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Why bother with FastCGI? Why not just use reverse proxy HTTP instead? Why introduce yet another protocol when HTTP works fine?

I didn't write this, but I agree with it - https://ef.gy/fastcgi-is-pointless

Reverse proxying isn't the same. Information that's critical to some apps, like client certs or socket info, isn't available without hacking up custom headers and mixing that trusted data in with the untrusted client message. Due to HTTP's supremely obtuse parsing rules, this can be exploitable even when being defensive. I've personally seen this in SIP proxing (ganked the parsing from HTTP) leading to simply unparseable messages due to irreconcilable differences in deployed software.

Yeah, FastCGI introduces a whole other attack surface, but it's on a trusted boundary, at least. Mixing trust levels within content seems like one of the primary classes of security problems.

If you want reverse proxy, run relayd. But slowcgi (and therefore bgplg, man.cgi, etc.) already use fastcgi.

Unsurprisingly his "400-ish line C++ header that implements an HTTP server" falls far short of supporting the full HTTP spec.

For instance it looks like multiple occurrences of the same header will be ignored, and it will just close the connection instead of returning status 400 on protocol errors - in the best case.

Sure, you can try to implement just the parts of the HTTP spec that you think you'll need, and hope for the best. But wouldn't you rather use a simpler protocol that you could implement fully without having to worry about subtle errors sneaking in because you parsed the request line slightly wrong, or because your proxy decides to send two X-Forwarded-For headers instead of one.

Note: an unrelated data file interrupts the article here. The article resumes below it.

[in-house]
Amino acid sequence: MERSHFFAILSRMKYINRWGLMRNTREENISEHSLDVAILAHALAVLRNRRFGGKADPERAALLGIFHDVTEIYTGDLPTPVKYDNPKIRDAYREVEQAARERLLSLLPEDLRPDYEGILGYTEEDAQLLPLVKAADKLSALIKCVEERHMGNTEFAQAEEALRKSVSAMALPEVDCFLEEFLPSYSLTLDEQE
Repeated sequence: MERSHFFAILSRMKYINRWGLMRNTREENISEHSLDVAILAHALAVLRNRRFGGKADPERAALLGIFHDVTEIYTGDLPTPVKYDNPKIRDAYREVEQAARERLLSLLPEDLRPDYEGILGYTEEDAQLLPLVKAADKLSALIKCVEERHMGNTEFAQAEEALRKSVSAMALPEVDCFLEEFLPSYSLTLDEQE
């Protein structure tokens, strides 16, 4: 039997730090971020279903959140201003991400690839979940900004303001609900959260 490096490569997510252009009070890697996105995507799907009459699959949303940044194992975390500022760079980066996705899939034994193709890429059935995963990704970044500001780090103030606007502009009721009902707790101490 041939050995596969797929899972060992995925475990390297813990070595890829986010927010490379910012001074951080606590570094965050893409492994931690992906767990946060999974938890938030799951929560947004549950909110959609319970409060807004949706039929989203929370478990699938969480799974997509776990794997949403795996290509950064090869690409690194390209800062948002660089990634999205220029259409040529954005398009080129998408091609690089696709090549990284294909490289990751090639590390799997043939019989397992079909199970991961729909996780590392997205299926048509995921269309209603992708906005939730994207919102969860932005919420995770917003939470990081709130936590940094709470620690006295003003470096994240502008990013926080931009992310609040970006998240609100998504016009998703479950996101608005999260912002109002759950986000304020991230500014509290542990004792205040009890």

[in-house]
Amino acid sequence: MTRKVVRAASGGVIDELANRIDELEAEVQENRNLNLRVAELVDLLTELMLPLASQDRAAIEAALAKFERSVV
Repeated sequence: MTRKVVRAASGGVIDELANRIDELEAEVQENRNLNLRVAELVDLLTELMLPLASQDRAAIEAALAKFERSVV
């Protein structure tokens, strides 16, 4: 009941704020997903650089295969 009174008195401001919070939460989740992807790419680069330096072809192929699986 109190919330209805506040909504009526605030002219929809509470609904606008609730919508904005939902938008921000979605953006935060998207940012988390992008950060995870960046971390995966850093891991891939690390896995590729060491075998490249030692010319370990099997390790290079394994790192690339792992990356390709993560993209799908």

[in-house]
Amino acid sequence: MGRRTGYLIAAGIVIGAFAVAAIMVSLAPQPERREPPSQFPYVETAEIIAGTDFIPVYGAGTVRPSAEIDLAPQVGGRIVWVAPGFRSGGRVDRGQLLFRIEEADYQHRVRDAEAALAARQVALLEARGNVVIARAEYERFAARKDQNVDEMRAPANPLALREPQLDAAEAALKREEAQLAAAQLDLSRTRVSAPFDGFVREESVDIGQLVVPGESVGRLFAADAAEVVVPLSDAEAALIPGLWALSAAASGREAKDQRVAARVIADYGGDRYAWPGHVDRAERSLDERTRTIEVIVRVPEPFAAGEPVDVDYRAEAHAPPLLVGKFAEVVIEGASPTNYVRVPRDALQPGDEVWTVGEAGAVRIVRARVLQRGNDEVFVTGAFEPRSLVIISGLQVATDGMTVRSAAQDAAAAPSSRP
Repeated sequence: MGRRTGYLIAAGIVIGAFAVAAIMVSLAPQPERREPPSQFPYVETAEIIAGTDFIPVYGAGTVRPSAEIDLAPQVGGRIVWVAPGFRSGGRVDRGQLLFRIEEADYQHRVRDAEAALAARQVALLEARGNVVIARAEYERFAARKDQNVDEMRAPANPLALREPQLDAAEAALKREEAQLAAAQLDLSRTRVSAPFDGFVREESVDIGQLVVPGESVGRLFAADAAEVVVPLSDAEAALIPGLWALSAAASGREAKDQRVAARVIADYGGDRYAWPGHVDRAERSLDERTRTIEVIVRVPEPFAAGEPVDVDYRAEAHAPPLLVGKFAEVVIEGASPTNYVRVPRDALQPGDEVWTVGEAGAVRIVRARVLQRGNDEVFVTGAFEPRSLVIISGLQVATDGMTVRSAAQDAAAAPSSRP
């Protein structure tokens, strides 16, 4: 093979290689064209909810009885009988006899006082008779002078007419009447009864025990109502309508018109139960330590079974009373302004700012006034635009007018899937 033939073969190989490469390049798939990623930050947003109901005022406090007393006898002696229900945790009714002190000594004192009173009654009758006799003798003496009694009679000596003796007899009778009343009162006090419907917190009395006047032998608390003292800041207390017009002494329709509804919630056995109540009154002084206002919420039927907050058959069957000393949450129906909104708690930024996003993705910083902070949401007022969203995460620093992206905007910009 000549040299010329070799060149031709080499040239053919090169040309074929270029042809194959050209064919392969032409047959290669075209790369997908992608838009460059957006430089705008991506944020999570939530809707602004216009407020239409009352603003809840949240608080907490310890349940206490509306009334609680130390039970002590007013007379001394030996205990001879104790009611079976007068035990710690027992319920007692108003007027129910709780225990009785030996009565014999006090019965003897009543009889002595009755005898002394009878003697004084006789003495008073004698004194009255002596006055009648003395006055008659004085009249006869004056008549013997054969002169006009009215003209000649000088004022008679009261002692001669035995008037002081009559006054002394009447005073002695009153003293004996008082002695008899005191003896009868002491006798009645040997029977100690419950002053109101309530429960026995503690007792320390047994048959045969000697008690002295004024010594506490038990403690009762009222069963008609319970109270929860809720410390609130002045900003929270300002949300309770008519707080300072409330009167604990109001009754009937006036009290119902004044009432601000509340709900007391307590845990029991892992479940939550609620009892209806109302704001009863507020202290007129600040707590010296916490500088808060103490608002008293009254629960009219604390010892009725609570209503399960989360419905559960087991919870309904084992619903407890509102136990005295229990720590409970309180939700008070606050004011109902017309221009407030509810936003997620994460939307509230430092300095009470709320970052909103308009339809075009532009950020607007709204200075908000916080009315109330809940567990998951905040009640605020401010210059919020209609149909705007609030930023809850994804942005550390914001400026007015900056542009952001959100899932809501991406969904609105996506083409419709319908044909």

If you're writing in Java or C++ you'll be able to find a mature HTTP library that handles all of this for you, but if for whatever reason I were writing from scratch, I'd take a limited-purpose protocol like FastCGI any day.

That's because the code was never meant to be used in production. It was meant to be used on a unix socket behind an nginx instance, which pretty reliably fixes up almost all the slight nuances and omissions in the protocol.

That said, closing the connection when you get rubbish input is generally a perfectly reasonable strategy, especially behind a reverse proxy that'll clean up after you. And in the code that is only done at all if asio.hpp claims that the underlying (tcp or unix) socket is in an error state. At which point it is impossible to reply.

As for repeated headers, according to http://www.w3.org/Protocols/rfc2616/rfc2616-sec4.html#sec4.2 all multi-line headers must be representable as a single header by concatenating the parts with commas. So there was simply no use case for implementing this.

And FastCGI is definitely not simpler or "more limited-purpose" in any meaning of the word. At least not if you insist on implementing the full spec, which includes fun things like the authorisation and filter roles. And I highly doubt you can convince any conformant implementation to parse duplicate headers for you.

So implementing a reasonable subset - e.g. clean queries for HTTP or merely the responder role for FastCGI - is a perfectly reasonable strategy. And given all that, I will take a text-based protocol that in a pinch I can query against directly with a web browser or telnet any day.

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